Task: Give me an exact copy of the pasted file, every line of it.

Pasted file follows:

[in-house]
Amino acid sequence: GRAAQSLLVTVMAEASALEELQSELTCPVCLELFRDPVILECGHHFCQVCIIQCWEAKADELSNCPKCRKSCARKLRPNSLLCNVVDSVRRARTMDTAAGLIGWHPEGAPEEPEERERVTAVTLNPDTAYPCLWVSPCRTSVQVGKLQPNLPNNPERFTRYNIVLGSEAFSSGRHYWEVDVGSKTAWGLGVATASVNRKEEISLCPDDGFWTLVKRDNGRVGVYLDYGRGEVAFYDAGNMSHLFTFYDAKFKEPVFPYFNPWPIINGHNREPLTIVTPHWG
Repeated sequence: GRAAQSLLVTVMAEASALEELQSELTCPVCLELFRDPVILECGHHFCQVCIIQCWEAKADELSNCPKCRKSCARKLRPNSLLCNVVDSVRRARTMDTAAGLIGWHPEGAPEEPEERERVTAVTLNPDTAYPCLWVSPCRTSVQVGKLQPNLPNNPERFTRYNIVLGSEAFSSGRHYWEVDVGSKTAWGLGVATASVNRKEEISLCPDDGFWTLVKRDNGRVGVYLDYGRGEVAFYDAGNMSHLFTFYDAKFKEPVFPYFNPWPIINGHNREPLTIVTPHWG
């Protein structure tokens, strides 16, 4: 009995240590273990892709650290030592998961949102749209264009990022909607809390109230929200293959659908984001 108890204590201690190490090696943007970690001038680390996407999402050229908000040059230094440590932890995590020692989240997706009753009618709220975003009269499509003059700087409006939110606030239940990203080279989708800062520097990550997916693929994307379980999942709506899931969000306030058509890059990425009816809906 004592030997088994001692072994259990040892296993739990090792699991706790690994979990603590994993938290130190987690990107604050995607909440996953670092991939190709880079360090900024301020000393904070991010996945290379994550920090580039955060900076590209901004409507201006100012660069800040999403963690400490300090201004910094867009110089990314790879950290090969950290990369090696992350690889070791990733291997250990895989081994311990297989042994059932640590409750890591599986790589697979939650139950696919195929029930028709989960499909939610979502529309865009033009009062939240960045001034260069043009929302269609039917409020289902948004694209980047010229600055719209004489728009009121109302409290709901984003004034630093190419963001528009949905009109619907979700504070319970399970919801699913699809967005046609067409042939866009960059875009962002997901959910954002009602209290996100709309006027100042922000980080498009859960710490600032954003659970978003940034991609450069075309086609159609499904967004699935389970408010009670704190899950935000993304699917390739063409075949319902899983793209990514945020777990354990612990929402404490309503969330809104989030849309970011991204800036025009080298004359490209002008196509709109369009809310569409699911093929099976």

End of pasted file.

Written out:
[in-house]
Amino acid sequence: GRAAQSLLVTVMAEASALEELQSELTCPVCLELFRDPVILECGHHFCQVCIIQCWEAKADELSNCPKCRKSCARKLRPNSLLCNVVDSVRRARTMDTAAGLIGWHPEGAPEEPEERERVTAVTLNPDTAYPCLWVSPCRTSVQVGKLQPNLPNNPERFTRYNIVLGSEAFSSGRHYWEVDVGSKTAWGLGVATASVNRKEEISLCPDDGFWTLVKRDNGRVGVYLDYGRGEVAFYDAGNMSHLFTFYDAKFKEPVFPYFNPWPIINGHNREPLTIVTPHWG
Repeated sequence: GRAAQSLLVTVMAEASALEELQSELTCPVCLELFRDPVILECGHHFCQVCIIQCWEAKADELSNCPKCRKSCARKLRPNSLLCNVVDSVRRARTMDTAAGLIGWHPEGAPEEPEERERVTAVTLNPDTAYPCLWVSPCRTSVQVGKLQPNLPNNPERFTRYNIVLGSEAFSSGRHYWEVDVGSKTAWGLGVATASVNRKEEISLCPDDGFWTLVKRDNGRVGVYLDYGRGEVAFYDAGNMSHLFTFYDAKFKEPVFPYFNPWPIINGHNREPLTIVTPHWG
């Protein structure tokens, strides 16, 4: 009995240590273990892709650290030592998961949102749209264009990022909607809390109230929200293959659908984001 108890204590201690190490090696943007970690001038680390996407999402050229908000040059230094440590932890995590020692989240997706009753009618709220975003009269499509003059700087409006939110606030239940990203080279989708800062520097990550997916693929994307379980999942709506899931969000306030058509890059990425009816809906 004592030997088994001692072994259990040892296993739990090792699991706790690994979990603590994993938290130190987690990107604050995607909440996953670092991939190709880079360090900024301020000393904070991010996945290379994550920090580039955060900076590209901004409507201006100012660069800040999403963690400490300090201004910094867009110089990314790879950290090969950290990369090696992350690889070791990733291997250990895989081994311990297989042994059932640590409750890591599986790589697979939650139950696919195929029930028709989960499909939610979502529309865009033009009062939240960045001034260069043009929302269609039917409020289902948004694209980047010229600055719209004489728009009121109302409290709901984003004034630093190419963001528009949905009109619907979700504070319970399970919801699913699809967005046609067409042939866009960059875009962002997901959910954002009602209290996100709309006027100042922000980080498009859960710490600032954003659970978003940034991609450069075309086609159609499904967004699935389970408010009670704190899950935000993304699917390739063409075949319902899983793209990514945020777990354990612990929402404490309503969330809104989030849309970011991204800036025009080298004359490209002008196509709109369009809310569409699911093929099976």